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Is there any way in Haskell (using ghc), to use a value of a data type directly without using pattern matching like in object-oriented programming languages (e.g. obj.a or obj->a) ?

I searching for something like this:

data Obj = Obj {a :: Int, b :: Int}

some :: Obj -> Int
some o = o.a
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1  
"without using pattern matching like in object-oriented programming languages" – Well, message dispatch is a form of pattern matching, is it not? It is most obvious in Erlang, but it is true of Smalltalk as well. – Jörg W Mittag May 17 '12 at 13:23

The closest you can get is Haskell's records, which looks like this:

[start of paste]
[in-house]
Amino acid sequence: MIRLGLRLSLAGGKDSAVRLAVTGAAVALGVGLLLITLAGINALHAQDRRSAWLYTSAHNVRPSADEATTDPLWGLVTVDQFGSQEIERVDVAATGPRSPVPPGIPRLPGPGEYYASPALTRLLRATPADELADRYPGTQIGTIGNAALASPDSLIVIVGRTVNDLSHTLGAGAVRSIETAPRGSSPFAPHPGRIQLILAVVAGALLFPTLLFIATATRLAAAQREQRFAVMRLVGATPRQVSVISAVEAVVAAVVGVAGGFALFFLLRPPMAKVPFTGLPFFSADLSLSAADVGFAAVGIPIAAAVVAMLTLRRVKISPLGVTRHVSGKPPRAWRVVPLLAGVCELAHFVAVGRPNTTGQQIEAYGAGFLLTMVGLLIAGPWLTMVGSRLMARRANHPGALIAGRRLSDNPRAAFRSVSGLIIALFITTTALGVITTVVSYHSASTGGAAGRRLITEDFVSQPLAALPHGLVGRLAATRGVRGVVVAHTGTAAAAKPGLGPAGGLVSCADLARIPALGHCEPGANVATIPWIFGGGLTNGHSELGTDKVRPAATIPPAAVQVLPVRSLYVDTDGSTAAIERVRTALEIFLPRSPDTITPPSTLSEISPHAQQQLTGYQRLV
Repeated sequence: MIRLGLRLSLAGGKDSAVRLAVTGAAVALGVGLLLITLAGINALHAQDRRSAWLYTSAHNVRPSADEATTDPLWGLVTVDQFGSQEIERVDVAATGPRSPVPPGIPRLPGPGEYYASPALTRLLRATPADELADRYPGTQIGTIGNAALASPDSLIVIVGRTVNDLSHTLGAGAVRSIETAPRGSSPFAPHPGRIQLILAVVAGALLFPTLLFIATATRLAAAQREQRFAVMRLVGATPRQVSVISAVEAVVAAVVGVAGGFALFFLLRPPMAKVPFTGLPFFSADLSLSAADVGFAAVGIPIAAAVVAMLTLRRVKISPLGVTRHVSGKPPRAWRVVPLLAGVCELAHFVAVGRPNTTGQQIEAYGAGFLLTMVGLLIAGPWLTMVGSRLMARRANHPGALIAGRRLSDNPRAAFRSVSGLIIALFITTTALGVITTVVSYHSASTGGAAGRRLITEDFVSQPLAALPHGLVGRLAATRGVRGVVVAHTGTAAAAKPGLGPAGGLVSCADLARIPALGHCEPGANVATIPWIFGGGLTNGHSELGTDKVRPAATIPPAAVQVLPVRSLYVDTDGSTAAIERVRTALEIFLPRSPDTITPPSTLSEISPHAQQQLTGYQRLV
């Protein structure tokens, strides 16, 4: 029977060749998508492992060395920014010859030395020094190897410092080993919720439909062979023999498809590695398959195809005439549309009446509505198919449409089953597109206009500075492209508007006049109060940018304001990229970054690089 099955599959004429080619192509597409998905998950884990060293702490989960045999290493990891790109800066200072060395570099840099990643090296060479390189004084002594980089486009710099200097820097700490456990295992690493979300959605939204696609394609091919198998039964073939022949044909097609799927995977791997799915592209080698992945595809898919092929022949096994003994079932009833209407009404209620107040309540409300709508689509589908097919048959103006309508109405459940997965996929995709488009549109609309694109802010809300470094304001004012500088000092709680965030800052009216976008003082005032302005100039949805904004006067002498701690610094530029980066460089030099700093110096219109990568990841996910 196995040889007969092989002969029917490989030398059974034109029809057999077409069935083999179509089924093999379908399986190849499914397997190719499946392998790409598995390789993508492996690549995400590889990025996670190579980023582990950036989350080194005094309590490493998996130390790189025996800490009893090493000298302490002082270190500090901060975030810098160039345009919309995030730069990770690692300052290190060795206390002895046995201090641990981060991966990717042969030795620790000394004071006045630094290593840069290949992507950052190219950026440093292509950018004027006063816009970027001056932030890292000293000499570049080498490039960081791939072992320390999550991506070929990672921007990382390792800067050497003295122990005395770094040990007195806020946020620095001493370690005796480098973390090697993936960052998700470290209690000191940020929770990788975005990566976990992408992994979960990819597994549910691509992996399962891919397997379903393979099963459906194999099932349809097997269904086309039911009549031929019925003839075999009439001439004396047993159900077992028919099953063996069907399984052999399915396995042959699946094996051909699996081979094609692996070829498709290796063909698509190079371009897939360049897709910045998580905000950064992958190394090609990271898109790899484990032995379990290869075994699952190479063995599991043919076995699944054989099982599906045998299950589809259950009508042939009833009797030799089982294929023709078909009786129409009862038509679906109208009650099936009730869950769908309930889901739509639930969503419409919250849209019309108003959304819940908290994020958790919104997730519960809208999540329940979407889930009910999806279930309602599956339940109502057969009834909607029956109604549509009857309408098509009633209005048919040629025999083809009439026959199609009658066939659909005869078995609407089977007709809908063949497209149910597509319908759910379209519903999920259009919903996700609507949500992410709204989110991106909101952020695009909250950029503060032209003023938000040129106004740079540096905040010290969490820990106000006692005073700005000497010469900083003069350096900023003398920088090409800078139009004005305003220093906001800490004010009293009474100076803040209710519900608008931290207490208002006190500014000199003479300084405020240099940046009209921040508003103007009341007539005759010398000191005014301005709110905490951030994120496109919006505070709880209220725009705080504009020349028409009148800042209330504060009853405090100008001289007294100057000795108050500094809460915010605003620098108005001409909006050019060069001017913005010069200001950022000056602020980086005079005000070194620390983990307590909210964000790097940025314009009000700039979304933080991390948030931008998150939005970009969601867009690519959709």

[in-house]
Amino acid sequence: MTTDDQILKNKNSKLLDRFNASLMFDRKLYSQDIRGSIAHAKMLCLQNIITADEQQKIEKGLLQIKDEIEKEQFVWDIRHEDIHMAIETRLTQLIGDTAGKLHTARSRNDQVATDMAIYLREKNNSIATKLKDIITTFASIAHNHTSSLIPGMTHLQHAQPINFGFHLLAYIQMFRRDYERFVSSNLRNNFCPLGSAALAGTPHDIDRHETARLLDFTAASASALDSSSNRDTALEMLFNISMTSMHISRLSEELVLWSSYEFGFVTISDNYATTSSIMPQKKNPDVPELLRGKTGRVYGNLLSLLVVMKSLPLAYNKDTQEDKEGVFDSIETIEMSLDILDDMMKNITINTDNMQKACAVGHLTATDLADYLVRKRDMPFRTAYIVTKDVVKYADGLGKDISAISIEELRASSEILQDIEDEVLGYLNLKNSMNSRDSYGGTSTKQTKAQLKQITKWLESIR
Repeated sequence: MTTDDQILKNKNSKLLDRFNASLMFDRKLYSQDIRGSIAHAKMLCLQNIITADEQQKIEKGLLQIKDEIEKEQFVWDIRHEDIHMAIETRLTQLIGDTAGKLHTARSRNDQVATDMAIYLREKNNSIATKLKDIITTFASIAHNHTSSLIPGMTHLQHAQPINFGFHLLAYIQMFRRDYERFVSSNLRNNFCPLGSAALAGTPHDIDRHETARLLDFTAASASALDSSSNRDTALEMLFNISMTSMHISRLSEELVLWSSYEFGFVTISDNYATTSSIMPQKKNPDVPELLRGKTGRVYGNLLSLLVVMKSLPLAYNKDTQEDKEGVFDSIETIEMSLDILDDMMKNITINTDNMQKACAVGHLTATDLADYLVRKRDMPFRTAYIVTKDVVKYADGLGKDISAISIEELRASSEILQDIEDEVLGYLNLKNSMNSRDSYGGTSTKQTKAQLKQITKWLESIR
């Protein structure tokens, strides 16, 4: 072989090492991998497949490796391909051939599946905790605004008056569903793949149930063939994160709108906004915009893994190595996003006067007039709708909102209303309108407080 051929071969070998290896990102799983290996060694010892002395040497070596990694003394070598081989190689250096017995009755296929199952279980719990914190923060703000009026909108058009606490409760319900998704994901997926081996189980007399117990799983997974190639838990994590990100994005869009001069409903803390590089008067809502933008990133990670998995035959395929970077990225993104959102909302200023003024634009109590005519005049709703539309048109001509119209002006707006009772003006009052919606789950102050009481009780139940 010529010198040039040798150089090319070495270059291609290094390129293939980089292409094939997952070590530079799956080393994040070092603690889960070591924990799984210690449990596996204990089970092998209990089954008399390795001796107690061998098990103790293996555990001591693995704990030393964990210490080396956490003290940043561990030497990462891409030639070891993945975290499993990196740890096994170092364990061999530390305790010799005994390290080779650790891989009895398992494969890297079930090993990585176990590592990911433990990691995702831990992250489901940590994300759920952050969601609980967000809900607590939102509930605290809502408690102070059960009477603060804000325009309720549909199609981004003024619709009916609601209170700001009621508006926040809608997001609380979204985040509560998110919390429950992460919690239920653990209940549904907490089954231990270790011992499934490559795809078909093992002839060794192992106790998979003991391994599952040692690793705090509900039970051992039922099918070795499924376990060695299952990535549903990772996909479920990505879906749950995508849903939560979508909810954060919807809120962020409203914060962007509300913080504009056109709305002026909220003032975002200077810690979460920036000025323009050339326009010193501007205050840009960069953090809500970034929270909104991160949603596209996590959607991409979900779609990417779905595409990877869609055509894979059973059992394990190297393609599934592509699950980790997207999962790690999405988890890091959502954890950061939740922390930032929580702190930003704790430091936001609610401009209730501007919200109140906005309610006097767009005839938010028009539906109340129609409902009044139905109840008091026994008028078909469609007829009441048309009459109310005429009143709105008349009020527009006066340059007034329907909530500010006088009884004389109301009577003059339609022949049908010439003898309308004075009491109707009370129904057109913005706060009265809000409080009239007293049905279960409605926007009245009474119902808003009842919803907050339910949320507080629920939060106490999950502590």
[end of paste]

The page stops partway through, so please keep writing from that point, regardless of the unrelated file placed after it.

data Obj = Obj {a :: Int, b :: Int}

which will automatically give you the functions:

a :: Obj -> Int
b :: Obj -> Int

which can be called like normal functions (type annotations for clarity):

(a (o :: Obj)) :: Int

Learn you a Haskell has a good chapter on them.

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Yes, you're already halfway there. By using record syntax, you've automatically created the functions

a (Obj x _) = x
b (Obj _ x) = x

So you can access the a value with a myObject.

But yes, as you can see, it does boil down to pattern matching.

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some = a (or equivalently, some obj = a obj) is exactly what you want in this case. When you use the record notation, you automatically define functions to select those fields. In other words,

data Obj = Obj {a :: Int, b :: Int}

is actually syntactic sugar for something like

data Obj = Obj Int Int

a :: Obj -> Int
a (Obj x _) = x

b :: Obj -> Int
b (Obj _ x) = x
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The RecordWildCards language extension is also helpful.

{-# LANGUAGE RecordWildCards #-}

data Obj = Obj {a :: Int, b :: Int}

some :: Obj -> Int
some Obj{..} = a + b
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